Luke Walmsley was stabbed to death at his school in Lincolnshire
School staff will need body armour when new powers to search pupils for weapons come into force, a teaching union says.
From next Thursday head teachers will be able to authorise staff or security guards to carry out such searches.
The Professional Association of Teachers says staff who carry out searches must be trained and should have access to protective clothing.
But the National Association of Head Teachers says where there is a clear risk teachers should call the police.
General Secretary Mick Brookes from Nottinghamshire said his union was advising teachers not to tackle pupils they believed to be concealing a weapon such as a knife.
"Where there's a clear danger our advice to members is to call the police who are equipped and trained to do just this sort of thing."
Solicitor David Brierley from Derby-based union the PAT said the Department for Education and Skills guidelines, due to be published on Thursday, set out useful advice for difficult situations.
But he warned: "Rather than just conducting a weapons search, the process should be risk-assessed.
"In relation to searching for knives in schools we would like protective clothing to be considered as part of the risk assessment."
Knife incidents rare
He added that staff could not be forced to carry out such searches, and one option was to hire security guards.
But if a member of staff was prepared to carry out a weapons search then it was the school's responsibility to make sure they were not exposed to unnecessary risks, he added.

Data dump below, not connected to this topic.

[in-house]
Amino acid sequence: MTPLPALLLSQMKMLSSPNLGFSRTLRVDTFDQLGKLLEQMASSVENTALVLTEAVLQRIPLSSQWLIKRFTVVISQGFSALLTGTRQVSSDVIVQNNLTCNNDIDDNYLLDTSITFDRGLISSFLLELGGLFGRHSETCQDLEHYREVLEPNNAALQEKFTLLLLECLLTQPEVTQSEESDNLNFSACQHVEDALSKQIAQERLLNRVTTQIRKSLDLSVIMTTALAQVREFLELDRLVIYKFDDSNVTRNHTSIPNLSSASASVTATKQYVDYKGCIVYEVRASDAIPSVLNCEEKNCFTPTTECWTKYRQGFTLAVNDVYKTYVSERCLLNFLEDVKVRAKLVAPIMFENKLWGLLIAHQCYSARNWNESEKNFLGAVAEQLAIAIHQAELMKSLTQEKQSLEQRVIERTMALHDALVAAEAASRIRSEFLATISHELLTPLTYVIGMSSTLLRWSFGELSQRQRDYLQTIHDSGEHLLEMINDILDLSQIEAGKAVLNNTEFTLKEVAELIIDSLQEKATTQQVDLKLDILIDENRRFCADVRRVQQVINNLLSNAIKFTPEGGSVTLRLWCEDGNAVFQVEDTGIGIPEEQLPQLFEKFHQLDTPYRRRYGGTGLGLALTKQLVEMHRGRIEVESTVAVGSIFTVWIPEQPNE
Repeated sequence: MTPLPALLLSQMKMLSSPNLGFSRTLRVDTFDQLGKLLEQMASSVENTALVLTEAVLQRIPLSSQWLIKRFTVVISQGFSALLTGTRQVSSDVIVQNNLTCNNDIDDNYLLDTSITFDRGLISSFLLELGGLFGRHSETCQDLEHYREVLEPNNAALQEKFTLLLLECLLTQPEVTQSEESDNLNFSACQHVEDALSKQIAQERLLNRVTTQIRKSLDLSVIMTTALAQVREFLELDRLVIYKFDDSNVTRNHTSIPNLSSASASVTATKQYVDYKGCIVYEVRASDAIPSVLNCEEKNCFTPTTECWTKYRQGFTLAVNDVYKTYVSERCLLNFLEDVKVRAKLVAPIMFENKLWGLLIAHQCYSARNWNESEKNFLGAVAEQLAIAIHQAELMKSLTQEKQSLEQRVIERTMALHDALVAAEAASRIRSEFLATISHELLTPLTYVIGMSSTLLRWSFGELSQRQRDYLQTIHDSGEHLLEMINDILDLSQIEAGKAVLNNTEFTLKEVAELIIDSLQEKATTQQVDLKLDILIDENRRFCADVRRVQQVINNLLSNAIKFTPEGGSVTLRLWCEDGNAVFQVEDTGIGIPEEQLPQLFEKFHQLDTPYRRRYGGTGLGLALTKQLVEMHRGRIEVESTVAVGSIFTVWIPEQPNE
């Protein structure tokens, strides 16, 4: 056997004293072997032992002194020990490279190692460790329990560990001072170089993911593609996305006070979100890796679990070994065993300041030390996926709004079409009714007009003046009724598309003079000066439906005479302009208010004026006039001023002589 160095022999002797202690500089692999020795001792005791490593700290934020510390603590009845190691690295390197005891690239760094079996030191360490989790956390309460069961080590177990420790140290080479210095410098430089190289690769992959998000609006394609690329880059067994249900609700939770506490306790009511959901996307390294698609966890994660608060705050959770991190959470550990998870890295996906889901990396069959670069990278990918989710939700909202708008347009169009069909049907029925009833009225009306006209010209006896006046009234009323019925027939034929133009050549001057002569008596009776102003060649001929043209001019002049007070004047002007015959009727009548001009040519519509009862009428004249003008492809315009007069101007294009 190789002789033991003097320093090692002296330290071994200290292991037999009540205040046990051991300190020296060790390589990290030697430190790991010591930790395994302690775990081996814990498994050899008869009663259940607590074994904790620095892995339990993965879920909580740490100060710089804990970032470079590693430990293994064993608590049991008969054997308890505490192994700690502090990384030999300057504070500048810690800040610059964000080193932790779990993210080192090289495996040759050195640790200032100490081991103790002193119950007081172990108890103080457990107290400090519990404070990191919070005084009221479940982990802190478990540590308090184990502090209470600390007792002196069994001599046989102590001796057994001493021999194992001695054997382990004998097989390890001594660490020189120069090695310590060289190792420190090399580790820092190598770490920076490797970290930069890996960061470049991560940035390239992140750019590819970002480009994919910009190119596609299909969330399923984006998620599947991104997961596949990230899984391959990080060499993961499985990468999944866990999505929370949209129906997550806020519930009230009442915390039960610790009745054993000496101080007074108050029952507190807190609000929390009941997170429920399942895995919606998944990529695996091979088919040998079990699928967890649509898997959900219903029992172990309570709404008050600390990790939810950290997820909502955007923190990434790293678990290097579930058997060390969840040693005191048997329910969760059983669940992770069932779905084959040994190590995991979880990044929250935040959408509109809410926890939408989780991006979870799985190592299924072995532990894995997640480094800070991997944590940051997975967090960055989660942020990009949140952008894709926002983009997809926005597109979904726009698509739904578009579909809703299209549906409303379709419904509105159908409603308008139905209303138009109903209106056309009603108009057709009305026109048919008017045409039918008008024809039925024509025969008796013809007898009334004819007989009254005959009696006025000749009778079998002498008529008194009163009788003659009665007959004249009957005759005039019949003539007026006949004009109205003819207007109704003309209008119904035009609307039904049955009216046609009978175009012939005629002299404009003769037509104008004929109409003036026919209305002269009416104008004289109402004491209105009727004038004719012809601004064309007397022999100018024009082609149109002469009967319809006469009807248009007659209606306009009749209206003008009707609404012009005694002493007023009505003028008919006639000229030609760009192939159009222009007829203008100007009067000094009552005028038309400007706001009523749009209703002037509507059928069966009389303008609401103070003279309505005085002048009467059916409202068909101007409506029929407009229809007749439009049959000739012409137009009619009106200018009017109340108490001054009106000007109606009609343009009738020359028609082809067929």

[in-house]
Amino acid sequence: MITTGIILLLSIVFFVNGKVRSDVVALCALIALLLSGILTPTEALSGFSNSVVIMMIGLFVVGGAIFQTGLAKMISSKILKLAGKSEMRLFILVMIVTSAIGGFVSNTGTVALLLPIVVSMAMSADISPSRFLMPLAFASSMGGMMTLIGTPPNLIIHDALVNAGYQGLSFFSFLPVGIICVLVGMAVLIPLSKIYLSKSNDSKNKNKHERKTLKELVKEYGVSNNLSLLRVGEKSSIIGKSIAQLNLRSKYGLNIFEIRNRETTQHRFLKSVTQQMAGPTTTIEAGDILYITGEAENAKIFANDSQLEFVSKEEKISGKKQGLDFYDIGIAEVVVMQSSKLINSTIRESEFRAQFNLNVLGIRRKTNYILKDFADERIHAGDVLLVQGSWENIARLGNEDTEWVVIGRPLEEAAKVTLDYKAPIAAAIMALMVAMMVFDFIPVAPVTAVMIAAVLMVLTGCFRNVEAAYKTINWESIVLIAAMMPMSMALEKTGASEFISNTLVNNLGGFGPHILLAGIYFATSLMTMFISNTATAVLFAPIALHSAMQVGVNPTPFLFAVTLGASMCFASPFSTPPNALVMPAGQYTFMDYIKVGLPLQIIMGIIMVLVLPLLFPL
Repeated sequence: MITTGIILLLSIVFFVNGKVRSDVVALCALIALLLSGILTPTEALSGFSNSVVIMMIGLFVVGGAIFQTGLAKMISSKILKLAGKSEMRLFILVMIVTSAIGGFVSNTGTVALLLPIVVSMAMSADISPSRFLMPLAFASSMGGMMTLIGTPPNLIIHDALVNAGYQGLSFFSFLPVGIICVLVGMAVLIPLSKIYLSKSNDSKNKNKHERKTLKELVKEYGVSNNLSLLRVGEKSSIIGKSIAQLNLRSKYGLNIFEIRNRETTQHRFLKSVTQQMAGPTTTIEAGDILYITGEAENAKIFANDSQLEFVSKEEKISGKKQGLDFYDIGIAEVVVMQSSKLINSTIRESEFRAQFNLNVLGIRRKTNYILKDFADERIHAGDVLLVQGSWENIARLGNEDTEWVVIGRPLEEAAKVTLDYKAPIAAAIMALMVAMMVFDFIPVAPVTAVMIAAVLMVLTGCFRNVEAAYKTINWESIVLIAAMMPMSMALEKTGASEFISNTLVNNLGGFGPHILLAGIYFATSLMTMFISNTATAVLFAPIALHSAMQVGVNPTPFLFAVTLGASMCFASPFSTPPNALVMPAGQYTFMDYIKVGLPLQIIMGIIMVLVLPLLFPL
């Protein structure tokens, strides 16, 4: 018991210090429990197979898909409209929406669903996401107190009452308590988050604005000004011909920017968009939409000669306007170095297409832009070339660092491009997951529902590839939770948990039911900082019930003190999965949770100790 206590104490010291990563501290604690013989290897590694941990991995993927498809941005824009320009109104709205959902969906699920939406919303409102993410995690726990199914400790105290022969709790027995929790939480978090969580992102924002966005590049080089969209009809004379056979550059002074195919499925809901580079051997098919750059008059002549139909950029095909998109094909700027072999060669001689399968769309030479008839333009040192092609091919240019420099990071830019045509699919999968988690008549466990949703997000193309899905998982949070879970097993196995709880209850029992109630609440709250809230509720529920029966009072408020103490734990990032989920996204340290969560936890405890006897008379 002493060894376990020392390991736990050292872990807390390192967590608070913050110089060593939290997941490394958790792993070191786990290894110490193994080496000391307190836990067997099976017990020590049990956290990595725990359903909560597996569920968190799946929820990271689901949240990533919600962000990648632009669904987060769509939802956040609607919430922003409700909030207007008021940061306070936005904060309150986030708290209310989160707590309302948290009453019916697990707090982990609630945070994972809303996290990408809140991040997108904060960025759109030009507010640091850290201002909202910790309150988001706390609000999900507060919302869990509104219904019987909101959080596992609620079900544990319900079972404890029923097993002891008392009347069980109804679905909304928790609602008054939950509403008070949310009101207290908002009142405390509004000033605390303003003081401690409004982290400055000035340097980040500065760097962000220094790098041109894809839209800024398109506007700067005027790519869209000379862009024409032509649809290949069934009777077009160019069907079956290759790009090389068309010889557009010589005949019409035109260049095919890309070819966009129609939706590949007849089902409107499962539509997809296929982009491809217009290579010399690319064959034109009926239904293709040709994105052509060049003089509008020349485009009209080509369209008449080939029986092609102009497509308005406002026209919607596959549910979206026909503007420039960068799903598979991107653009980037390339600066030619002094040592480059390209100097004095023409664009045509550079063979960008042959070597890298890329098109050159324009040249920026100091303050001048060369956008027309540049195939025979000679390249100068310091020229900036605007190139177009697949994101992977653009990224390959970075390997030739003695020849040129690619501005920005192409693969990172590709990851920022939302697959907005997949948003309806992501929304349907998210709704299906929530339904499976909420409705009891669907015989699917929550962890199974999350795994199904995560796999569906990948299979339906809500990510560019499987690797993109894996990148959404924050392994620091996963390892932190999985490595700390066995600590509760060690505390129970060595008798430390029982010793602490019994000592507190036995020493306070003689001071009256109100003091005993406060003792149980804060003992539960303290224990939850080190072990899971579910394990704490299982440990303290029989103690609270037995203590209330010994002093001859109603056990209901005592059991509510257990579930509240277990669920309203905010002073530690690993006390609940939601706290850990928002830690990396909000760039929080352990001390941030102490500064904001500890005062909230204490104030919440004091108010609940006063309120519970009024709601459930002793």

Mr Brookes said he was not in favour of schools taking funds out of their budgets to employ security guards to do the job police were already paid to do.
Metal detectors were only likely to be appropriate in a very small number of cases.
It was up to head teachers and school governing bodies to decide if they thought such scanners were necessary.
He added: "You've got to ask yourself where on earth are we going as a society if that's what we are having to do?"
Knife incidents are rare but several high profile cases, including the stabbing to death of Luke Walmsley in Lincolnshire in 2003, have prompted the government to bring in the new powers.
Education Secretary Alan Johnson said incidents involving knives were rare, but one crime caused by a violent weapon was one too many.
"I want schools to take a zero tolerance approach to knives.
"That's why I have given head teachers these tough new powers to search for weapons."
He added: "Schools can also now use metal detector arches and wands to screen pupils for knives where the head feels this is right.
"I think parents will welcome the clear message we are sending that bringing a knife into school will not be tolerated."